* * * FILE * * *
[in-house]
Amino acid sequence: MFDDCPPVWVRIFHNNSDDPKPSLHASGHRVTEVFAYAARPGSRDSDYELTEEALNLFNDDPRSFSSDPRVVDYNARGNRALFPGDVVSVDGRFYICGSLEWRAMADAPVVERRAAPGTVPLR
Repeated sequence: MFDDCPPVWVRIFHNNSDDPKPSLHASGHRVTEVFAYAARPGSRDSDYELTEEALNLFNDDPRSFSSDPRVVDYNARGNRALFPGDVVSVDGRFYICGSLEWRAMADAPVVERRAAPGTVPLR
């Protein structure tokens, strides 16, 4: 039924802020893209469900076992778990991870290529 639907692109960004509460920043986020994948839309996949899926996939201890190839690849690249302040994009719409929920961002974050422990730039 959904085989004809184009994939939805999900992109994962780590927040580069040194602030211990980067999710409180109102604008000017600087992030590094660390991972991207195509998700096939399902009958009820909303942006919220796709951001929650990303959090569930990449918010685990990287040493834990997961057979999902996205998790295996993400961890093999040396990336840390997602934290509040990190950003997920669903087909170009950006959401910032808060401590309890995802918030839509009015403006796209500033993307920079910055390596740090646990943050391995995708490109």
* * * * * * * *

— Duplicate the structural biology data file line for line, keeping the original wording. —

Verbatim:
[in-house]
Amino acid sequence: MFDDCPPVWVRIFHNNSDDPKPSLHASGHRVTEVFAYAARPGSRDSDYELTEEALNLFNDDPRSFSSDPRVVDYNARGNRALFPGDVVSVDGRFYICGSLEWRAMADAPVVERRAAPGTVPLR
Repeated sequence: MFDDCPPVWVRIFHNNSDDPKPSLHASGHRVTEVFAYAARPGSRDSDYELTEEALNLFNDDPRSFSSDPRVVDYNARGNRALFPGDVVSVDGRFYICGSLEWRAMADAPVVERRAAPGTVPLR
């Protein structure tokens, strides 16, 4: 039924802020893209469900076992778990991870290529 639907692109960004509460920043986020994948839309996949899926996939201890190839690849690249302040994009719409929920961002974050422990730039 959904085989004809184009994939939805999900992109994962780590927040580069040194602030211990980067999710409180109102604008000017600087992030590094660390991972991207195509998700096939399902009958009820909303942006919220796709951001929650990303959090569930990449918010685990990287040493834990997961057979999902996205998790295996993400961890093999040396990336840390997602934290509040990190950003997920669903087909170009950006959401910032808060401590309890995802918030839509009015403006796209500033993307920079910055390596740090646990943050391995995708490109």